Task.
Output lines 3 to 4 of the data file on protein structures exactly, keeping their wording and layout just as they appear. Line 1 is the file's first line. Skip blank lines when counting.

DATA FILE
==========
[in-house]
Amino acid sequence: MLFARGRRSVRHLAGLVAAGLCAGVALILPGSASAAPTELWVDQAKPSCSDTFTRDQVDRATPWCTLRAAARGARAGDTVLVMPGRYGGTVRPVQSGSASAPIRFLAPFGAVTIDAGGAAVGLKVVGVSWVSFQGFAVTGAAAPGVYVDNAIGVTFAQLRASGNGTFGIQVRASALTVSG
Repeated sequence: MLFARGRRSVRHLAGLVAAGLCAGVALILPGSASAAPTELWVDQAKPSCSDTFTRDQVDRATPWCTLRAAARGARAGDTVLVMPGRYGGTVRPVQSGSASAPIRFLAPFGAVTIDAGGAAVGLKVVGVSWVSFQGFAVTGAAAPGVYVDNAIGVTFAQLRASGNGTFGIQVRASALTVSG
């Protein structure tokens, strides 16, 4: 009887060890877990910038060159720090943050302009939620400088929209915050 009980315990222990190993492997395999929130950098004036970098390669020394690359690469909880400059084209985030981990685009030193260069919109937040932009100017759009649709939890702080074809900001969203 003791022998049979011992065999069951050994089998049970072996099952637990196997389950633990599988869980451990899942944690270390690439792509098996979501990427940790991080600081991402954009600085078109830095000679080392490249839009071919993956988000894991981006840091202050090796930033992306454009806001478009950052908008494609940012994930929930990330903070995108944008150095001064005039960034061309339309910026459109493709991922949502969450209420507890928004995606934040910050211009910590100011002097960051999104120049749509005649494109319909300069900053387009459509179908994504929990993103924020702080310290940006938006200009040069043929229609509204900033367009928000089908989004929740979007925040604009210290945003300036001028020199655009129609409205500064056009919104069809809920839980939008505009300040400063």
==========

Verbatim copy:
Repeated sequence: MLFARGRRSVRHLAGLVAAGLCAGVALILPGSASAAPTELWVDQAKPSCSDTFTRDQVDRATPWCTLRAAARGARAGDTVLVMPGRYGGTVRPVQSGSASAPIRFLAPFGAVTIDAGGAAVGLKVVGVSWVSFQGFAVTGAAAPGVYVDNAIGVTFAQLRASGNGTFGIQVRASALTVSG
């Protein structure tokens, strides 16, 4: 009887060890877990910038060159720090943050302009939620400088929209915050 009980315990222990190993492997395999929130950098004036970098390669020394690359690469909880400059084209985030981990685009030193260069919109937040932009100017759009649709939890702080074809900001969203 003791022998049979011992065999069951050994089998049970072996099952637990196997389950633990599988869980451990899942944690270390690439792509098996979501990427940790991080600081991402954009600085078109830095000679080392490249839009071919993956988000894991981006840091202050090796930033992306454009806001478009950052908008494609940012994930929930990330903070995108944008150095001064005039960034061309339309910026459109493709991922949502969450209420507890928004995606934040910050211009910590100011002097960051999104120049749509005649494109319909300069900053387009459509179908994504929990993103924020702080310290940006938006200009040069043929229609509204900033367009928000089908989004929740979007925040604009210290945003300036001028020199655009129609409205500064056009919104069809809920839980939008505009300040400063």